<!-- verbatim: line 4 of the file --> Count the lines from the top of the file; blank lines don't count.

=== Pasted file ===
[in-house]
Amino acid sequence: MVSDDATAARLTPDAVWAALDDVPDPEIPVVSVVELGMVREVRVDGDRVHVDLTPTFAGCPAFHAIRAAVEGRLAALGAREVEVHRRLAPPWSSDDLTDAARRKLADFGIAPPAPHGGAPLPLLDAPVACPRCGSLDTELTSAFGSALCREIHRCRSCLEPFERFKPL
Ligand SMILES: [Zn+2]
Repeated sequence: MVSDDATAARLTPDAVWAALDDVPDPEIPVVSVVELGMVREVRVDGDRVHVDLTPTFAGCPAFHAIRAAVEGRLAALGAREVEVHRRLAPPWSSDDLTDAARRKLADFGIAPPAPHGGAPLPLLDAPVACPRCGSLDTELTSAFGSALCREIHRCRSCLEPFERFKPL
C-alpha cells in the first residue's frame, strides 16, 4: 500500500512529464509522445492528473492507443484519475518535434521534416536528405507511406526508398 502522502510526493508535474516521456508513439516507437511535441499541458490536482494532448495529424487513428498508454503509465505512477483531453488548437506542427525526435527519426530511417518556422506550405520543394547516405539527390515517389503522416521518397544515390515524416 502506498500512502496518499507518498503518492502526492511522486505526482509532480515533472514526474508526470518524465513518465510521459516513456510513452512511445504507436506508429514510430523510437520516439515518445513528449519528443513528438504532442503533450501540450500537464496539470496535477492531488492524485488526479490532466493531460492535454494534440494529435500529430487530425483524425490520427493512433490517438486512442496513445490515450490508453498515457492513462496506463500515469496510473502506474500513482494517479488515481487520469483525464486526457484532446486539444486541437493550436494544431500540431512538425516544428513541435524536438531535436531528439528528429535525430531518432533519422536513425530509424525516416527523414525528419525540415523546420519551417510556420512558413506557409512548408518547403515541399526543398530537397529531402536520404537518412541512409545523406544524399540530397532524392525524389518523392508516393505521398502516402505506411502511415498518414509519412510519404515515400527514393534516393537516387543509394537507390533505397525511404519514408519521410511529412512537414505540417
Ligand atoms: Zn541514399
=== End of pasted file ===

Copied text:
Repeated sequence: MVSDDATAARLTPDAVWAALDDVPDPEIPVVSVVELGMVREVRVDGDRVHVDLTPTFAGCPAFHAIRAAVEGRLAALGAREVEVHRRLAPPWSSDDLTDAARRKLADFGIAPPAPHGGAPLPLLDAPVACPRCGSLDTELTSAFGSALCREIHRCRSCLEPFERFKPL